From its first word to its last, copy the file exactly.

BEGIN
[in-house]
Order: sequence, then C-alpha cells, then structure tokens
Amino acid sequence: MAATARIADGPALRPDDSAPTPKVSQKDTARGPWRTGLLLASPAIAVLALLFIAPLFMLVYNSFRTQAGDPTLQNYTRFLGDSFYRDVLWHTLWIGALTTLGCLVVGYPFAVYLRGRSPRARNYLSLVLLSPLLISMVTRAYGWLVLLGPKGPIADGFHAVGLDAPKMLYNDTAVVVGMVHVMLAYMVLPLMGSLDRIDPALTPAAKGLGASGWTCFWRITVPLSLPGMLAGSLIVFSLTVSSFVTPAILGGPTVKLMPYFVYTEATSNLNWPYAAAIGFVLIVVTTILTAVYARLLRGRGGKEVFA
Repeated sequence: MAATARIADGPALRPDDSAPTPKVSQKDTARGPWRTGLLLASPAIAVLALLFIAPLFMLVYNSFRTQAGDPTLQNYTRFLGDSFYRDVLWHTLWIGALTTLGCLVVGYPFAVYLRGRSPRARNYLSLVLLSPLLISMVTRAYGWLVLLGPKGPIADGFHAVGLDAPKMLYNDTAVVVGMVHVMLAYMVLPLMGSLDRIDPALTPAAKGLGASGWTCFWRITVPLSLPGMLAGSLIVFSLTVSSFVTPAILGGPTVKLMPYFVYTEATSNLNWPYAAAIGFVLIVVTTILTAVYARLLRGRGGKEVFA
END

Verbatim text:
[in-house]
Order: sequence, then C-alpha cells, then structure tokens
Amino acid sequence: MAATARIADGPALRPDDSAPTPKVSQKDTARGPWRTGLLLASPAIAVLALLFIAPLFMLVYNSFRTQAGDPTLQNYTRFLGDSFYRDVLWHTLWIGALTTLGCLVVGYPFAVYLRGRSPRARNYLSLVLLSPLLISMVTRAYGWLVLLGPKGPIADGFHAVGLDAPKMLYNDTAVVVGMVHVMLAYMVLPLMGSLDRIDPALTPAAKGLGASGWTCFWRITVPLSLPGMLAGSLIVFSLTVSSFVTPAILGGPTVKLMPYFVYTEATSNLNWPYAAAIGFVLIVVTTILTAVYARLLRGRGGKEVFA
Repeated sequence: MAATARIADGPALRPDDSAPTPKVSQKDTARGPWRTGLLLASPAIAVLALLFIAPLFMLVYNSFRTQAGDPTLQNYTRFLGDSFYRDVLWHTLWIGALTTLGCLVVGYPFAVYLRGRSPRARNYLSLVLLSPLLISMVTRAYGWLVLLGPKGPIADGFHAVGLDAPKMLYNDTAVVVGMVHVMLAYMVLPLMGSLDRIDPALTPAAKGLGASGWTCFWRITVPLSLPGMLAGSLIVFSLTVSSFVTPAILGGPTVKLMPYFVYTEATSNLNWPYAAAIGFVLIVVTTILTAVYARLLRGRGGKEVFA